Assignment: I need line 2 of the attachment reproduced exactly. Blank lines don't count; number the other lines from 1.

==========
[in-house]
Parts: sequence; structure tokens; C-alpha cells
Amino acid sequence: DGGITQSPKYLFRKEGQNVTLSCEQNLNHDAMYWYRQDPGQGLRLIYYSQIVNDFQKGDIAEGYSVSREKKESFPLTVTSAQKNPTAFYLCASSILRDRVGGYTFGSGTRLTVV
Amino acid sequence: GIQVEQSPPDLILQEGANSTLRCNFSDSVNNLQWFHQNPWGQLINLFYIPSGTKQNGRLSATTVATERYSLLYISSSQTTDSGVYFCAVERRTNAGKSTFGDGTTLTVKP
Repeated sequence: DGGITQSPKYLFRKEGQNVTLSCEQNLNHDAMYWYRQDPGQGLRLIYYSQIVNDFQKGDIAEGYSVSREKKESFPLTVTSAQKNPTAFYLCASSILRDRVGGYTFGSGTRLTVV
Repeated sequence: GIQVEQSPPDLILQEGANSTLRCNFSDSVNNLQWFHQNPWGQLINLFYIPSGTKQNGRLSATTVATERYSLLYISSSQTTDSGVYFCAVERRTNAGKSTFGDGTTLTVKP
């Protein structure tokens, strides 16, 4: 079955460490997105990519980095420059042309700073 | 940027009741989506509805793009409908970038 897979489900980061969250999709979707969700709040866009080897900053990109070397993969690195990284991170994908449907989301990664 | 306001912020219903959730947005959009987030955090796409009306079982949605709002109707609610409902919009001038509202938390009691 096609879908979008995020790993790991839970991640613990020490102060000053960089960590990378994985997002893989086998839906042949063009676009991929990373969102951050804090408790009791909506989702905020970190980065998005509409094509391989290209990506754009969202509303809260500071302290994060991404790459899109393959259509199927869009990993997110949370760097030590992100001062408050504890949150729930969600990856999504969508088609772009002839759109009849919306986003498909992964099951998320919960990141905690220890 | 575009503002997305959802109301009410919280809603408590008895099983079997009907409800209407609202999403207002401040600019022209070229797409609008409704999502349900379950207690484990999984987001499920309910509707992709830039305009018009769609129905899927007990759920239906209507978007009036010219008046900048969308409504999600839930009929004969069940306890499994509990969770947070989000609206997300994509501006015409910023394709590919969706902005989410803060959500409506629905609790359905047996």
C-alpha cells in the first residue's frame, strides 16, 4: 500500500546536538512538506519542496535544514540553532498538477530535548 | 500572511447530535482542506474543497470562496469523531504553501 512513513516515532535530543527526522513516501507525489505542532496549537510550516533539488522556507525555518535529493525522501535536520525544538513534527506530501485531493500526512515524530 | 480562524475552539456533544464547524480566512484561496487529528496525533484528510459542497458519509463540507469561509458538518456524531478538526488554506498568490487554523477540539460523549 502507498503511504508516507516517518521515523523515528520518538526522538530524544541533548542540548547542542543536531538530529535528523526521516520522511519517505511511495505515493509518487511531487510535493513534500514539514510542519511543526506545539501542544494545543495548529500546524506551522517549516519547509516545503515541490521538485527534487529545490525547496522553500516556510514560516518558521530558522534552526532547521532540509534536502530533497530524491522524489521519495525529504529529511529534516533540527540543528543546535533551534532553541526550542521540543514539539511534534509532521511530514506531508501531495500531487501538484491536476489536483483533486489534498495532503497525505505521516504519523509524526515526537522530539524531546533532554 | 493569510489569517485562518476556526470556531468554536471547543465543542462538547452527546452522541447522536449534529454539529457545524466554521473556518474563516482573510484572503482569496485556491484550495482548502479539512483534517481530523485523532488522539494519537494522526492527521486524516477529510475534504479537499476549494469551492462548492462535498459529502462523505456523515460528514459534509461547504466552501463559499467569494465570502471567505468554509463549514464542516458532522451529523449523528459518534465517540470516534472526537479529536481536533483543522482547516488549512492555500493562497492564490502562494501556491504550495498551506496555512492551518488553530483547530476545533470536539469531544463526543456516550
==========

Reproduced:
Parts: sequence; structure tokens; C-alpha cells